New Guidelines for Thyroid Disease Screening: Perspectives for Pharmacists


The US Preventive Services Task Force recently updated its clinical guidelines on screening for thyroid dysfunction.

The US Preventive Services Task Force (USPSTF) recently updated its clinical guidelines on screening for thyroid dysfunction.

Conflicting with recommendations from the American Thyroid Association (ATA) and the American Academy of Clinical Endocrinology (AACE), the USPSTF still advises against routine screening of thyroid-stimulating hormone (TSH) levels in nonpregnant, asymptomatic adults. Instead, the expert panel recommends targeted TSH screening for patients with certain risk factors.

Factors that place patients at greater risk for elevated TSH levels include older age, Caucasian ethnic background, type 1 diabetes, Down syndrome, and external-beam radiation in the head and neck area, according to the USPSTF. Other factors include family history of thyroid disease, goiter, and previous hyperthyroidism.

Risk factors associated with low TSH levels include female gender, older age, African ancestry, low iodine intake, and chronic use of medications containing an iodine moiety—most prominently amiodarone. Patients with a personal or family history of thyroid disease are also at risk of developing low TSH levels.

After detection of out-of-range TSH levels, nonpregnant patients should be monitored with multiple TSH readings over 3 to 6 months, the USPSTF recommends.

Thyroid abnormalities may also be associated with certain symptoms. Thyroid hormone deficiencies, which are among the most common endocrine diseases, may manifest with fatigue, weight gain, and hair loss. Patients may complain of feeling cold, even when temperatures are normal. Constipation is another common yet nonspecific finding.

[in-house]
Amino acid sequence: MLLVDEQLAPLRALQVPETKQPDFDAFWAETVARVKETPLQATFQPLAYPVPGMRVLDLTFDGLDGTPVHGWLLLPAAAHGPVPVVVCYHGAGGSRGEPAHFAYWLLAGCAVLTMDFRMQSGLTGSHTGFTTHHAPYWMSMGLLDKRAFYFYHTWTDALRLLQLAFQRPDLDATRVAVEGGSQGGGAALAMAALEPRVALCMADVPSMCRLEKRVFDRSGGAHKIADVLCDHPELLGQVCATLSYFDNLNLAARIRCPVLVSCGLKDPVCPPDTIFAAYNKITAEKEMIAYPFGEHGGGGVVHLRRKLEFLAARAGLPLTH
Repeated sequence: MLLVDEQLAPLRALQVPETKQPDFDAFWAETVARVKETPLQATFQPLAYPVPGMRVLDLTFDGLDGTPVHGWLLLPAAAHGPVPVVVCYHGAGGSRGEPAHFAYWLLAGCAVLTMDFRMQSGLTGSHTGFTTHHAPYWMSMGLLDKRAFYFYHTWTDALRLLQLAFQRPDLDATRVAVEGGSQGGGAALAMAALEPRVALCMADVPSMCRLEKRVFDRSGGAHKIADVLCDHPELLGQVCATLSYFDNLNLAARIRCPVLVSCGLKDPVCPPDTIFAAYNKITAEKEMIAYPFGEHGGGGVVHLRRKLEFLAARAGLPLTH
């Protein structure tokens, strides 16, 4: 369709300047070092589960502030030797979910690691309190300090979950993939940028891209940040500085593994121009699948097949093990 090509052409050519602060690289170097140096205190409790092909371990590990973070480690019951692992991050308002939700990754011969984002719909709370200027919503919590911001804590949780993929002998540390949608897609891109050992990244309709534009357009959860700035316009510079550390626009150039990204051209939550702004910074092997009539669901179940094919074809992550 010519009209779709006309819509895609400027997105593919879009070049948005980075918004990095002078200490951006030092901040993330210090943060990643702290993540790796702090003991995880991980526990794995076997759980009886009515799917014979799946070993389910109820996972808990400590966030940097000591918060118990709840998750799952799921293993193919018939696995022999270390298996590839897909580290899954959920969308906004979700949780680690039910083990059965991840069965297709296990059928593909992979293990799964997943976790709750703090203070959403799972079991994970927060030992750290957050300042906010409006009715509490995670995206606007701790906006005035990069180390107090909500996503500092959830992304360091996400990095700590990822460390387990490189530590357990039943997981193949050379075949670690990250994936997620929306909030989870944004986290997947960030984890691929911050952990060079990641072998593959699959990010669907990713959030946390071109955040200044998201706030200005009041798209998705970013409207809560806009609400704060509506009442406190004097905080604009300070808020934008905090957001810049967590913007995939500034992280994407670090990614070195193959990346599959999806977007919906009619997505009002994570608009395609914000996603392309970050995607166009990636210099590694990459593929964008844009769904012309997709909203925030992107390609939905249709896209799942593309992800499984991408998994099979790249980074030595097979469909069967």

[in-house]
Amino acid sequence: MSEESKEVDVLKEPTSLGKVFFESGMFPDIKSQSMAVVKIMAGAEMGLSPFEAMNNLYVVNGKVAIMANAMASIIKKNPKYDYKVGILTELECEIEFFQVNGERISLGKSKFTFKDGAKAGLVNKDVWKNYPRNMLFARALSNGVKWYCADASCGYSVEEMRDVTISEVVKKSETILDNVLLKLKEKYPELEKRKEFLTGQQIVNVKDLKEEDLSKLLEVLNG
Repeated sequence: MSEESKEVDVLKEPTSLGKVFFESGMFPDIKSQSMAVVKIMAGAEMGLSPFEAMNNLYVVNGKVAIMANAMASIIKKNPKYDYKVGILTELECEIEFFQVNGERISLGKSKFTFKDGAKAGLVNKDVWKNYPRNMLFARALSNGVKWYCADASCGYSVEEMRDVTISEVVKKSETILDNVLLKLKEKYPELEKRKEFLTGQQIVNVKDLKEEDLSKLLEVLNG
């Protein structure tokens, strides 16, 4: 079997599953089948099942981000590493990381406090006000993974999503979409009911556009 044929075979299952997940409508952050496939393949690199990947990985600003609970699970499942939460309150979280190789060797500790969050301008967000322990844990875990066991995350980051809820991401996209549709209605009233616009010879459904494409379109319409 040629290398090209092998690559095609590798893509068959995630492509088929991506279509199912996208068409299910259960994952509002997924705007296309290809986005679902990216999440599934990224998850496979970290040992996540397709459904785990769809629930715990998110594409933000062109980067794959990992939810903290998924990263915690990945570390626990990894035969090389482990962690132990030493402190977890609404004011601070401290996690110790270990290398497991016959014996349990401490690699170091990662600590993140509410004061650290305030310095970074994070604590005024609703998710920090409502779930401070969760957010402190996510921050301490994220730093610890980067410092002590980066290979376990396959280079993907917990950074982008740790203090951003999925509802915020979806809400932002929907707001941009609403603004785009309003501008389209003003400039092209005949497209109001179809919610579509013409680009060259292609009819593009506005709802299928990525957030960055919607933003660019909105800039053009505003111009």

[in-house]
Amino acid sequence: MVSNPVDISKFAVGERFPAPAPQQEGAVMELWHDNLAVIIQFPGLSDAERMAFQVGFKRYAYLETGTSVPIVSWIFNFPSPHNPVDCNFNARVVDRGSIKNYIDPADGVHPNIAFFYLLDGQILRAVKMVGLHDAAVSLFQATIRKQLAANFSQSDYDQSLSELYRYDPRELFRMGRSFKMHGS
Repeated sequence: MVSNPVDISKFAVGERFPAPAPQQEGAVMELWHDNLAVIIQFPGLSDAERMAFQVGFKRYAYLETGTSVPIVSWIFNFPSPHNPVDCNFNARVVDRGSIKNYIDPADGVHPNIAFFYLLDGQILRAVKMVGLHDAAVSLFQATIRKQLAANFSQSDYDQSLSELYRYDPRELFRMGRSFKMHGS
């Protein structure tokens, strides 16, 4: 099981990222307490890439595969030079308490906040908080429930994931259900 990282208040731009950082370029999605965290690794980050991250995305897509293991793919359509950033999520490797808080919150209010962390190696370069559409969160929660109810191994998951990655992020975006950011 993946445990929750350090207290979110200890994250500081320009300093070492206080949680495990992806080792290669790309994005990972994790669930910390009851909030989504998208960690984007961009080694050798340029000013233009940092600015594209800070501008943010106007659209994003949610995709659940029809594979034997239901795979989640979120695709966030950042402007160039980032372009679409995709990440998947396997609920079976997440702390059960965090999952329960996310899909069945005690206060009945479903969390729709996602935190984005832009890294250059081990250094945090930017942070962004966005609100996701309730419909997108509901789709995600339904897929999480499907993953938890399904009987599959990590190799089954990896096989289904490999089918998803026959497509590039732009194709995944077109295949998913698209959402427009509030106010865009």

Because thyroid disease is a clinical diagnosis, there is no consensus on TSH levels that definitively require treatment. As TSH levels may not always agree with symptoms, some patients may fall into the category of subclinical hypothyroidism or hyperthyroidism. These patients may receive treatment even though TSH levels are not strictly consistent with thyroid disease.

As a general rule, updated screening guidelines from the USPSTF suggest patients with TSH levels <0.1 mIU/L—and especially those with Graves’ disease or nodular thyroid disease&mdash;should receive treatment with antithyroid medication, such as methimazole, or nonreversible thyroid ablation therapy. Conversely, nonpregnant patients with TSH levels ≥10 mIU/L will generally require treatment with thyroid hormone replacement therapy.

Continued monitoring is important for patients with subclinical TSH abnormalities, as they often progress to overt hypothyroidism or hyperthyroidism.

Clinically relevant points for pharmacists managing patients with thyroid disorders include:


o The ATA recommends beginning TSH screening in all adults at age 35, with repeat tests every 5 years.

o The AACE recommends routine TSH screening in older patients, with no specified age.

o The USPSTF continues to recommend against routine screening for thyroid disease among nonpregnant adults.


o Guidelines recommend taking levothyroxine with water at the same time each day—either 30 to 60 minutes before breakfast, or 4 hours after the last meal of the day (at bedtime).